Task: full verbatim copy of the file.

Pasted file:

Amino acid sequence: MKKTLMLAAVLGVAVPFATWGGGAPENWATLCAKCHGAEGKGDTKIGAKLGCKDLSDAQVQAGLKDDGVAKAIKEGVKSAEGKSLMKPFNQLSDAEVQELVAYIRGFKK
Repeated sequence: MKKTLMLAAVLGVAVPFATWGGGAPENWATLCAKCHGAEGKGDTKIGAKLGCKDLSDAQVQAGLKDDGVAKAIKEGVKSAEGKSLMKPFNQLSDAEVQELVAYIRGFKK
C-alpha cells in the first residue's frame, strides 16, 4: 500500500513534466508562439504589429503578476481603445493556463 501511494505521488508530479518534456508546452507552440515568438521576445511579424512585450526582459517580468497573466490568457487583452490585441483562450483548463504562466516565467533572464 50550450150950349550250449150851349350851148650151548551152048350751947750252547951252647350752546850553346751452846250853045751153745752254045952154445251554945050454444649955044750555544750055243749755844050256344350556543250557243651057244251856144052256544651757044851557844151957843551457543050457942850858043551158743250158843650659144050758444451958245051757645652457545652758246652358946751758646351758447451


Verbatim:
Amino acid sequence: MKKTLMLAAVLGVAVPFATWGGGAPENWATLCAKCHGAEGKGDTKIGAKLGCKDLSDAQVQAGLKDDGVAKAIKEGVKSAEGKSLMKPFNQLSDAEVQELVAYIRGFKK
Repeated sequence: MKKTLMLAAVLGVAVPFATWGGGAPENWATLCAKCHGAEGKGDTKIGAKLGCKDLSDAQVQAGLKDDGVAKAIKEGVKSAEGKSLMKPFNQLSDAEVQELVAYIRGFKK
C-alpha cells in the first residue's frame, strides 16, 4: 500500500513534466508562439504589429503578476481603445493556463 501511494505521488508530479518534456508546452507552440515568438521576445511579424512585450526582459517580468497573466490568457487583452490585441483562450483548463504562466516565467533572464 50550450150950349550250449150851349350851148650151548551152048350751947750252547951252647350752546850553346751452846250853045751153745752254045952154445251554945050454444649955044750555544750055243749755844050256344350556543250557243651057244251856144052256544651757044851557844151957843551457543050457942850858043551158743250158843650659144050758444451958245051757645652457545652758246652358946751758646351758447451